Aquarium substrate or gravel adds beauty to an aquarium and comes in a range of hues and sizes, ranging from small pebbles and sand to massive river boulders. However, it also provides various vital functions other than ornamentation, however in some cases, employing a substrate is not desired.
The four most critical reasons why you need aquarium substrate include:
- Biological filtration
- Fish Habitat
- Live Plants
What Is Aquarium Substrate?
Substrate refers to aquarium gravel or any other material placed on the tank’s bottom. Beneficial bacteria live on the substrate of your aquarium and break down fish waste, leftover food, and plant debris to keep the water clean. Aquarium substrate is part of any new fishkeeper’s list of essential aquarium items.
4 Reasons Why Aquariums Need Substrate
If you’re considering whether or not to add aquarium substrate to your tank, read the following four reasons to help guide your decision-making:
The most significant purpose of aquarium substrate is that it acts as a habitat for beneficial bacteria that perform biological filtration. The bacteria can survive in the absence of substrate, but they may not grow in sufficient numbers to maintain the aquarium water safe for your fish.
If the tank’s bottom is left exposed, it will be required to do water changes more frequently to prevent dangerous waste from accumulating. However, if the aquarium is overcrowded with fish, even regular water changes may not be enough to maintain ammonia and nitrite levels low without an appropriate substrate to house the beneficial bacteria that offer biological filtration.
Aquarium substrate is an important component in providing a comfortable environment for your fish. It provides hiding places for fish — particularly those that burrow — and enrichment for bottom-dwellers who like to browse through the substrate for pieces of food. It also helps to eliminate reflections within the tank, which can stress the fish.
Substrate can also be utilized to enhance water chemistry. If your fish demand hard water, for example, limestone gravel or a coral substrate can help you attain the proper hardness and alkalinity levels.
Furthermore, substrate might serve as a safe haven for fish eggs. Larger substrates allow eggs to fall out of reach of ravenous fish who would gladly consume their own progeny. Similarly, infusoria or minute creatures, that may be found in the gravel substrate are excellent initial foods for newly hatched fish.
Home for Live Plants
If you have live plants, a substrate is essential, second only to lights in terms of keeping them alive. The right substrate in planted tanks can help your plants root and meet their nutritional requirements.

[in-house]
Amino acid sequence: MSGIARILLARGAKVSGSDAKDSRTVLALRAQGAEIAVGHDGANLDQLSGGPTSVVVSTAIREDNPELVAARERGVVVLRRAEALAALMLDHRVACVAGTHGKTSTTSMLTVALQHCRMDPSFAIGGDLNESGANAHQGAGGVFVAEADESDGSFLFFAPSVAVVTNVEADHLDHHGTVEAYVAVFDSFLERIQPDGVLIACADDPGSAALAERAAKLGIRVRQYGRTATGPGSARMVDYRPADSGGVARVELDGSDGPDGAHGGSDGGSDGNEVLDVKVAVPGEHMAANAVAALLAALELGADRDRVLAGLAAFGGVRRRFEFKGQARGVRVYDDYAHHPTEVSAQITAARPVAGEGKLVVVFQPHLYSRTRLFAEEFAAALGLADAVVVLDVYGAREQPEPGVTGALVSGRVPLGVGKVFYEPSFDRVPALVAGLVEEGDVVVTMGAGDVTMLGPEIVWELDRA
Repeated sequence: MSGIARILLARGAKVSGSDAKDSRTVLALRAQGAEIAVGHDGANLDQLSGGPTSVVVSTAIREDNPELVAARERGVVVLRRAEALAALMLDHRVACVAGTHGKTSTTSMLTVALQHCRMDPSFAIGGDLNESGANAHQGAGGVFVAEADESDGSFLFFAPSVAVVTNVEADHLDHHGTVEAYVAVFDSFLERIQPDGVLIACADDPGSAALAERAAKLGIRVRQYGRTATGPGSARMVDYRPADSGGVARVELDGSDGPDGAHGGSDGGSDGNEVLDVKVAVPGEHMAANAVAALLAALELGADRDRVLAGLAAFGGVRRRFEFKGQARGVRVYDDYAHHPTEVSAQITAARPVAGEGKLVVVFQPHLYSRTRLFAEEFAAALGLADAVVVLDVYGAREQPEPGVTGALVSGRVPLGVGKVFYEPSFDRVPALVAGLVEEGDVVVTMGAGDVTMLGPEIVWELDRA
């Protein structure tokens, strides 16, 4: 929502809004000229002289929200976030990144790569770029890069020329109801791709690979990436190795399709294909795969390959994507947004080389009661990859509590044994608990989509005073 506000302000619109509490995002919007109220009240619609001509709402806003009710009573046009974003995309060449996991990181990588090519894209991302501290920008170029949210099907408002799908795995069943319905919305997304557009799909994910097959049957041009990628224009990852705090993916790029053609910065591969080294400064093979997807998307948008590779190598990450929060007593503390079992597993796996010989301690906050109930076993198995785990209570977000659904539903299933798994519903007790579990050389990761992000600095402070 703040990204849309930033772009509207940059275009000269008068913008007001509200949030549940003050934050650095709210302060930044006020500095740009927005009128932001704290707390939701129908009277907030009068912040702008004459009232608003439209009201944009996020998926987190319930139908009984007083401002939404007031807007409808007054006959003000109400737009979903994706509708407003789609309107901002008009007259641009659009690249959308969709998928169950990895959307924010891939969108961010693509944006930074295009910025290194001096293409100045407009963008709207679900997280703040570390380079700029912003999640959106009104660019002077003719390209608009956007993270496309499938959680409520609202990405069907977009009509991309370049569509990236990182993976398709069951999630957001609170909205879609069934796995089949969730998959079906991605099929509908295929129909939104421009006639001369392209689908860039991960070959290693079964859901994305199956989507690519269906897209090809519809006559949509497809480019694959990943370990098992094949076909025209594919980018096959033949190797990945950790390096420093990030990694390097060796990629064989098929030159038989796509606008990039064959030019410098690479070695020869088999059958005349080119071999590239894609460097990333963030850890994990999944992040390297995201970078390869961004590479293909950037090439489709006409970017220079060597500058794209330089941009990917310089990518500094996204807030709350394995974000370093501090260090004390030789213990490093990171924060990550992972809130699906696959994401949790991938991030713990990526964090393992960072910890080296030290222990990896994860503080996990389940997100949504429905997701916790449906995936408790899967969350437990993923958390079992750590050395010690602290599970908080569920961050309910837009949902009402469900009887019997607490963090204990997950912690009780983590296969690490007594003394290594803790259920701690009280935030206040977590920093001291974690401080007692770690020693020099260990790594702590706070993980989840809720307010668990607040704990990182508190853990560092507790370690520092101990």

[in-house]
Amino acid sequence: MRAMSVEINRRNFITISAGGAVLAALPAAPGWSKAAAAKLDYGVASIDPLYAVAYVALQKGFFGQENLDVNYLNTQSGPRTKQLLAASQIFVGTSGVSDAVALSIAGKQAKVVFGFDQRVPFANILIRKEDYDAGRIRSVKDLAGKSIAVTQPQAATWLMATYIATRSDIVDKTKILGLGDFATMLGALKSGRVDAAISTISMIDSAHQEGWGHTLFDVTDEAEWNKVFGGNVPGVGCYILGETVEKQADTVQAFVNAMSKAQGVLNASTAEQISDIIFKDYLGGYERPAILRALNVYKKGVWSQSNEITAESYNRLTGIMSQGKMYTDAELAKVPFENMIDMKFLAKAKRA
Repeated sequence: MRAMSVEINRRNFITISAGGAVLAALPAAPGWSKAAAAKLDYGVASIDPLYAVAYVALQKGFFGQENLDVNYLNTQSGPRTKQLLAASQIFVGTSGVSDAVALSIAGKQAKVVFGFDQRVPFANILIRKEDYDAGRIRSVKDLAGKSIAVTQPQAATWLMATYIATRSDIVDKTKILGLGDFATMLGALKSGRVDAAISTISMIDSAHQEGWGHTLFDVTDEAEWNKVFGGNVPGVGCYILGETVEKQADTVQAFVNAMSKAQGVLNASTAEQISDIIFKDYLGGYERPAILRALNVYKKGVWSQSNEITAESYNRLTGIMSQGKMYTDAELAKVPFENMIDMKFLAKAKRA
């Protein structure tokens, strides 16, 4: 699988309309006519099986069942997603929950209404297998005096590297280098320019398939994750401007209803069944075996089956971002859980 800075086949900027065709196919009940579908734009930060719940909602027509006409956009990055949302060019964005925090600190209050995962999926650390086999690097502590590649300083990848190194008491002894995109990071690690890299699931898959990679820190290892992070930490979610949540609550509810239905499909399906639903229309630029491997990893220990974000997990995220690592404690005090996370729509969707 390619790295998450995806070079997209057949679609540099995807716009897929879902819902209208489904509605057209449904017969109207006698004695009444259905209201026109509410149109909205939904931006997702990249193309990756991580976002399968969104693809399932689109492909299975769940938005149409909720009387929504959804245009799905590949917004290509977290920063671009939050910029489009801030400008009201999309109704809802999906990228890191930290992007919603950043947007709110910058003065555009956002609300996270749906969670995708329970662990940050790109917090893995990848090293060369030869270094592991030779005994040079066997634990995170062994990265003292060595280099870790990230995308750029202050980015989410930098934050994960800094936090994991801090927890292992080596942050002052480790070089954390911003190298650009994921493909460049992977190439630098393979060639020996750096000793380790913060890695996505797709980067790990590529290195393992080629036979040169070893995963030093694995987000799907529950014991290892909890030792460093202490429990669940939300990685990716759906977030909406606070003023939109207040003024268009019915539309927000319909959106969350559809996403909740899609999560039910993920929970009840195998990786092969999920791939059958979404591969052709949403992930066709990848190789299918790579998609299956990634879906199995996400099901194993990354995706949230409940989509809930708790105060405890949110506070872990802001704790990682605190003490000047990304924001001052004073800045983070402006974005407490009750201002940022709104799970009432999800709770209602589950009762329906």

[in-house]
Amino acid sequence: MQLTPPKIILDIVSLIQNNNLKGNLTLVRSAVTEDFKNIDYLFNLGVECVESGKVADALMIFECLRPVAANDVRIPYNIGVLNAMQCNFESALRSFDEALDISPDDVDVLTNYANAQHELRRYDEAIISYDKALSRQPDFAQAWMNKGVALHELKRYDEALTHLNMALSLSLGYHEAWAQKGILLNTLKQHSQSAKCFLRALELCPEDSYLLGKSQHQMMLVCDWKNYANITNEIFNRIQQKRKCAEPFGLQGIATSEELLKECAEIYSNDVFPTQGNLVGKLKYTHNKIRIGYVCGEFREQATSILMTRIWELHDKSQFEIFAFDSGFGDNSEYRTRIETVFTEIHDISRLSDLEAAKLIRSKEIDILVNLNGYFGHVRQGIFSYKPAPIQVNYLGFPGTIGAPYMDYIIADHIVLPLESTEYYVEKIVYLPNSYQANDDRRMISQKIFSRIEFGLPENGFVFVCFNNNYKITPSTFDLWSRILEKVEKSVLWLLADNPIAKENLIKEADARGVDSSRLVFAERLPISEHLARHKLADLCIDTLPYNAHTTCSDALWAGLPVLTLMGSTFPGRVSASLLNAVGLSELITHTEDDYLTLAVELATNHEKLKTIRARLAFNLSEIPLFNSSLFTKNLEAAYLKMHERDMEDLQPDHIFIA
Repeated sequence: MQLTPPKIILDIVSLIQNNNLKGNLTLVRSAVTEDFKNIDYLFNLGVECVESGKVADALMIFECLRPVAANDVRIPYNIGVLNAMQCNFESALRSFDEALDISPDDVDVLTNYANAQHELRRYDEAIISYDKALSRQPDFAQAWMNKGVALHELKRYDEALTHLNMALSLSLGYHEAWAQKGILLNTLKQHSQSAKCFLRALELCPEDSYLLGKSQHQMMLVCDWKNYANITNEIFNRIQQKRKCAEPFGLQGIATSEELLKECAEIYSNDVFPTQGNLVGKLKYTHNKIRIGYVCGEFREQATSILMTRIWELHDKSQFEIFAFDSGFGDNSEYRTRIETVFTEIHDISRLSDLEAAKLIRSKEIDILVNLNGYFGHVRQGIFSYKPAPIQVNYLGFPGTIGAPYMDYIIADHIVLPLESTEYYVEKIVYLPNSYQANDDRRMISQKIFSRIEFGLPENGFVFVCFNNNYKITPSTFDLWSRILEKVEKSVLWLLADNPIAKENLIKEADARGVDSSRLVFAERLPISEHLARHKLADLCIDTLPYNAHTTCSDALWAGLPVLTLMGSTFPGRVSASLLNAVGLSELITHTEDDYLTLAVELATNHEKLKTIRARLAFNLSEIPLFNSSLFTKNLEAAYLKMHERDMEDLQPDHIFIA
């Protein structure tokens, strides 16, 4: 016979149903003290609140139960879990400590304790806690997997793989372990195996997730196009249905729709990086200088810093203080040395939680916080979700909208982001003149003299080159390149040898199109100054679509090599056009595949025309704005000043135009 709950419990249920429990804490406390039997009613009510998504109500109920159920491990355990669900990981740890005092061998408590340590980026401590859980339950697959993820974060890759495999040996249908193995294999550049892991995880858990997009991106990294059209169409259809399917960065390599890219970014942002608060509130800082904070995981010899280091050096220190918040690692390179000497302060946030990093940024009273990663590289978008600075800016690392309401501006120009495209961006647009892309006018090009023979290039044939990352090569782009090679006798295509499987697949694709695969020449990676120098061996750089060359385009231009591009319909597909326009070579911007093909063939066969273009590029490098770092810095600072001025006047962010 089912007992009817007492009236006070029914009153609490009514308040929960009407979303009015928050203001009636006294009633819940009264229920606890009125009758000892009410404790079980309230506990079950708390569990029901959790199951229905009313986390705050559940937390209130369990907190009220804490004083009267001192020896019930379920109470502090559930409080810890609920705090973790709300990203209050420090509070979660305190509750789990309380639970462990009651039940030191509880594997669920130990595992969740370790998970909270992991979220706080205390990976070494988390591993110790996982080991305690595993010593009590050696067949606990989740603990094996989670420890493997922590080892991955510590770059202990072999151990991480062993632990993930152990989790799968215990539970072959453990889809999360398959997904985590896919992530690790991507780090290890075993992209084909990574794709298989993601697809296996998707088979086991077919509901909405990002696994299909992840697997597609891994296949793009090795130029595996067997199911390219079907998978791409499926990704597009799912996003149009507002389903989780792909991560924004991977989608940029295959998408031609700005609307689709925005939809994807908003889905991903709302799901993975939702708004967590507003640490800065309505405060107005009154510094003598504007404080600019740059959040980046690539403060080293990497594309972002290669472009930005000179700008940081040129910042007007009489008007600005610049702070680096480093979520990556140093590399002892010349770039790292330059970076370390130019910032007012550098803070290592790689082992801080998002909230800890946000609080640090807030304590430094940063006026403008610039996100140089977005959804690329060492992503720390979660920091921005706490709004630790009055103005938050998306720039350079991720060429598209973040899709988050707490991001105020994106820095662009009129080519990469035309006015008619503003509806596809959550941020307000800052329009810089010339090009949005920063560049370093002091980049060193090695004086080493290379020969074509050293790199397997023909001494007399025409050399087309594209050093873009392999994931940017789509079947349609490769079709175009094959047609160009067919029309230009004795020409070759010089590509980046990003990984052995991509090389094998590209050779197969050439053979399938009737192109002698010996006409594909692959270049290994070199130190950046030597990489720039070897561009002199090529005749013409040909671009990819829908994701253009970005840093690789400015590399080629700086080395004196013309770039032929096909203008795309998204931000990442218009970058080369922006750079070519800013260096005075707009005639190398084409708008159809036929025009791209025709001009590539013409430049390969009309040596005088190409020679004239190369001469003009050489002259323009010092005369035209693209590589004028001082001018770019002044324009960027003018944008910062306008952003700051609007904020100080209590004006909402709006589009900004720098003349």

Laterite and vermiculite are popular substrates for planted aquariums because they store and release nutrients for the plants. They are typically used in conjunction with gravel. Furthermore, certain aquarium plants with larger root systems require greater depth to the substrate, so keep this in mind while creating your aquarium.
You may not be able to see all of the microscopic ways the substrate benefits your fish, but you will notice how it improves the overall visual appeal of the aquarium. Substrate, in addition to adding a decorative element to the tank, captures debris and other things that would otherwise float through the water. Try keeping a tank with no bottom for even a day and you’ll be shocked at how much “waste” accumulates on the bottom.
Substrate, in addition to concealing undesired objects, reveals what you actually want to see — the fish. A silverfish, for example, does not show out well against naked glass. When viewed against a black background, though, all of its details stand out. Aside from making watching more enjoyable, substrate in a contrasting hue to the fish helps you to more easily detect any health concerns or unusual behavior in your fish.
When Aquarium Substrate Isn’t Ideal
Substrate isn’t always essential or even desirable in some aquariums.
The most typical reason for not using substrate is in a grow-out tank to hatch eggs and nurture small fish. Grow-out aquariums must be kept immaculately clean, which necessitates regular water changes and rapid waste vacuuming. Fry are so little that they might be difficult to spot against a gravel substrate. As a result, they are easily sucked up while vacuuming the substrate or changing the water.
In addition, quarantine tanks frequently lack substrate, which might retain infections that can stay and infect the next tenant. A tank with no bottom is an excellent approach to avoid this risk. For the same reason, some owners opt to keep substrate out of quarantine tanks, which are used to contain freshly acquired fish before releasing them into the main aquarium.
Finally, some individuals feel that brightly colored gravel might stress fish since it doesn’t resemble their native environment. Because stress is a significant contributor to a weakened immune system in fish, making them prone to disease, you may want to err on the side of caution and choose a more natural substrate.
How to Replace Aquarium Substrate in an Established Tank
If you decide to change your aquarium substrate but you’re worried about impacting your tank’s beneficial bacteria — watch this video below:
It is also preferable to utilize aquarium gravel that is particularly engineered for use in freshwater or saltwater aquariums rather than a natural substrate that may include parasites or undesired species. Because paint from artificially colored gravel might leech into the water, make certain that any product you use is absolutely non-toxic to fish.